Emotional reunion 50 years after nurse saves abandoned baby

2016-09-22 13:30
Former nurse, Dorothy Schutte (right) who saved a baby from a bin almost 50 years ago, is reunited with the mother of the baby, Hazel McLeish after five decades. The baby, Tammy, was found in a bin at the Ladysmith hospital before she was saved by Schutte. Tammy is now turning 50 and has children of her own, living with her husband in New Zealand.

Former nurse, Dorothy Schutte (right) who saved a baby from a bin almost 50 years ago, is reunited with the mother of the baby, Hazel McLeish after five decades. The baby, Tammy, was found in a bin at the Ladysmith hospital before she was saved by Schutte. Tammy is now turning 50 and has children of her own, living with her husband in New Zealand. (Ian Carbutt)

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Pietermaritzburg - Almost 50 years after a Ladysmith nurse saved the life of a premature baby who had been left for dead in a bin, the family of the now 49-year-old woman have been reunited with the nurse.

After almost five decades of no contact, Hazel McLeish, the mother of baby Tammy, who was saved from death by former nurse Dorothy Schutte, shared an emotional reunion filled with tears, hugs and laughter yesterday.

Schutte, 83, walked with difficulty outside a friend’s Pietermaritzburg home to meet McLeish after almost 50 years.

“You probably don’t remember what I look like,” she said nervously.

“I recognise those kind eyes,” said McLeish, tears pouring down her face as she embraced the retired Schutte.

After several minutes locked in a tight embrace, McLeish handed Schutte a bright bouquet of flowers before the two went inside the house to share their memories of the day little Tammy was saved.

Tammy, now Tammy McCann, has a daughter of her own and has been living in New Zealand with her husband for the last 18 years.

McCann was unable to fly down to meet her “guardian angel” as she is currently not well.

Bin for foetuses

Schutte, who is still recovering from losing her husband last year, recalled the winter’s day at the Ladysmith hospital in 1967 when she scooped a tiny, crying baby from a bin typically used for aborted foetuses.

The former nurse said she was working the night shift when she heard the cries of a baby coming from a bin in the hospital.

“Hazel had gone into labour being only 23 weeks pregnant, which is extremely premature,” said Schutte, who had no children of her own.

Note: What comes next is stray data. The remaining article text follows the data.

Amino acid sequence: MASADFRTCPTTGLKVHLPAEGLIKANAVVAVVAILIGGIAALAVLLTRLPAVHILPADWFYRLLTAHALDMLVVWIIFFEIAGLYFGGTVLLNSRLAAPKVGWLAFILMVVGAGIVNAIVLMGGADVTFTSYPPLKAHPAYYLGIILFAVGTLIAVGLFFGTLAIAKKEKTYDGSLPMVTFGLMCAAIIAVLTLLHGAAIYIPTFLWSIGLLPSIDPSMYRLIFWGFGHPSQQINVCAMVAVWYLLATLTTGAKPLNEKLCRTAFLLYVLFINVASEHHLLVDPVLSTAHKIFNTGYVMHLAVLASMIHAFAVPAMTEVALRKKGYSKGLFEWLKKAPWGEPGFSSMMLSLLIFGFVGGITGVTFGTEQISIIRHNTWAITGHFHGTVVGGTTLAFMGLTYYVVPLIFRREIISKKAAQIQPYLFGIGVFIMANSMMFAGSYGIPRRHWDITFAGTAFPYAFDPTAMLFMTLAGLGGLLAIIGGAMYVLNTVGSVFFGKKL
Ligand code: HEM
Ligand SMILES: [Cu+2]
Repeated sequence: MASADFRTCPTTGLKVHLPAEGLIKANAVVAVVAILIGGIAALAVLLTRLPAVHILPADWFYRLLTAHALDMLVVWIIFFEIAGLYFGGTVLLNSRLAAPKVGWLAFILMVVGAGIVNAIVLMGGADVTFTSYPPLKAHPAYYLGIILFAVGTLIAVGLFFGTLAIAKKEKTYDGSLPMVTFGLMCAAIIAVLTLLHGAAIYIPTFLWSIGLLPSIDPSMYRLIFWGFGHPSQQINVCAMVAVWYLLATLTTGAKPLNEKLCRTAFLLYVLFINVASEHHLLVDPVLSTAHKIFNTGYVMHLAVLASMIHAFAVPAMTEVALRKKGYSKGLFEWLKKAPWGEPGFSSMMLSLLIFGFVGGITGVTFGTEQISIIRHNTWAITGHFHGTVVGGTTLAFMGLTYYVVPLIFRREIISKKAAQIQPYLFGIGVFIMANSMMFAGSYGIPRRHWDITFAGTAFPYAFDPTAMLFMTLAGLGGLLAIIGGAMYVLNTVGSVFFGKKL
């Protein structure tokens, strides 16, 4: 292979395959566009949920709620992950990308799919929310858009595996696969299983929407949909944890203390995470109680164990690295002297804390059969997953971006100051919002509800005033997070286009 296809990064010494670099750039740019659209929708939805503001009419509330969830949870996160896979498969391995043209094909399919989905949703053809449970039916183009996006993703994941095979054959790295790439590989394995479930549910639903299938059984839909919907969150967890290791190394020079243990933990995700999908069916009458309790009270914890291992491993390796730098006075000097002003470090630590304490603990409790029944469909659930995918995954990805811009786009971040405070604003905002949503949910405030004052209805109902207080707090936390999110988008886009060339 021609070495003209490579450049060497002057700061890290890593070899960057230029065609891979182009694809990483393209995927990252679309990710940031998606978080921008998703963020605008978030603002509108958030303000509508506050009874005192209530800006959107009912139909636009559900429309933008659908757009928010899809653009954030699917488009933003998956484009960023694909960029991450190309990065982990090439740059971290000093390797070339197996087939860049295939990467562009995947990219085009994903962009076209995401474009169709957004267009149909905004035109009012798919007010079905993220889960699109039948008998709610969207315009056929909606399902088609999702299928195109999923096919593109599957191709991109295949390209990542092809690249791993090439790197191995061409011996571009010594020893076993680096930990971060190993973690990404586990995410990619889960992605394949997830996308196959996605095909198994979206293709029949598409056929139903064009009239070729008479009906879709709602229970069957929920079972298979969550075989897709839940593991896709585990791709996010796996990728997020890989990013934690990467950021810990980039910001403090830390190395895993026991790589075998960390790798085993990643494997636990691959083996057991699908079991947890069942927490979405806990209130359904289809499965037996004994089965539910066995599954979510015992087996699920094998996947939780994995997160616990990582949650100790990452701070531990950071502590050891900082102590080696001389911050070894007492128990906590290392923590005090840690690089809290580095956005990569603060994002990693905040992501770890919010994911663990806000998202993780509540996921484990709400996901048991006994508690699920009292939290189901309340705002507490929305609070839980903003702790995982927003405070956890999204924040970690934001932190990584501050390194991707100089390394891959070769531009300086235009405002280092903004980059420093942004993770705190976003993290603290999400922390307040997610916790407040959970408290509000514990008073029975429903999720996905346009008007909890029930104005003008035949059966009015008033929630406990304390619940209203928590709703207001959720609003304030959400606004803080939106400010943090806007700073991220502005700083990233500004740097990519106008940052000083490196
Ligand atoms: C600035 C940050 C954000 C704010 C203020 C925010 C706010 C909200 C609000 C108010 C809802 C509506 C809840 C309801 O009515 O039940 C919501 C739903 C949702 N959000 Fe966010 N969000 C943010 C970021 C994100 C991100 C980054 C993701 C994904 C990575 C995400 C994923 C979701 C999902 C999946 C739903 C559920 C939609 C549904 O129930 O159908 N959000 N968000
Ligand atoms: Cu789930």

“Once Tammy was born, the doctor who had delivered her said she was ‘too premature’ to survive and threw her into a bin in the hospital.

“I heard crying and looked into the bin. She was so small. I reached into the bin and pulled her out and immediately put her into an incubator,” said Schutte.

She said she had just returned from two years in Germany, where she had worked as a nurse in maternity wards, learning new techniques and skills in caring for newborns.

“I used what I had learned in Germany to care for this little girl and did everything in my power to make sure she would live,” she said.

“She was so tiny that we had to use dressings for nappies.”

'Guardian angel'

McLeish said when Tammy was born, the doctor whisked her newborn baby away, saying she would not survive.

“The next morning I discovered this dear soul had taken one look at Tammy and immediately put her into an incubator,” McLeish.

“She saved Tammy’s life and I have always thought of Dorothy as my daughter’s guardian angel,” she said, tears streaming down her face.

Schutte said she left the hospital to work in Vryheid before Tammy was discharged, but often thought of her and McLeish, and wondered where they were.

“When I heard Dorothy’s voice on the phone, it was unbelievable,” said McLeish.

She said Schutte had tracked her down through a cousin on Facebook, and they had made contact again after almost 50 years.

The two pored through photographs from Tammy’s days spent in the hospital as a premature baby, with McLeish also showing Schutte photos of Tammy’s wedding day and her daughter.

“She looks just like Tammy when she was a baby,” said Schutte, looking at the photo of Tammy’s daughter.

McLeish, who has three daughters, the youngest being Tammy, now lives in Umhlanga and plans to keep in contact with Schutte.

“Tammy was so looking forward to meeting her guardian angel,” said McLeish.

“She knows exactly who Dorothy is and that she saved her life, and is planning on sending her a little something,” she said.

Schutte said it was wonderful reuniting with McLeish and hoped she would one day see the little baby she saved from a bin in a lonely ward at the Lady­smith Hospital in 1967.

Read more on:    pietermaritzburg  |  good news

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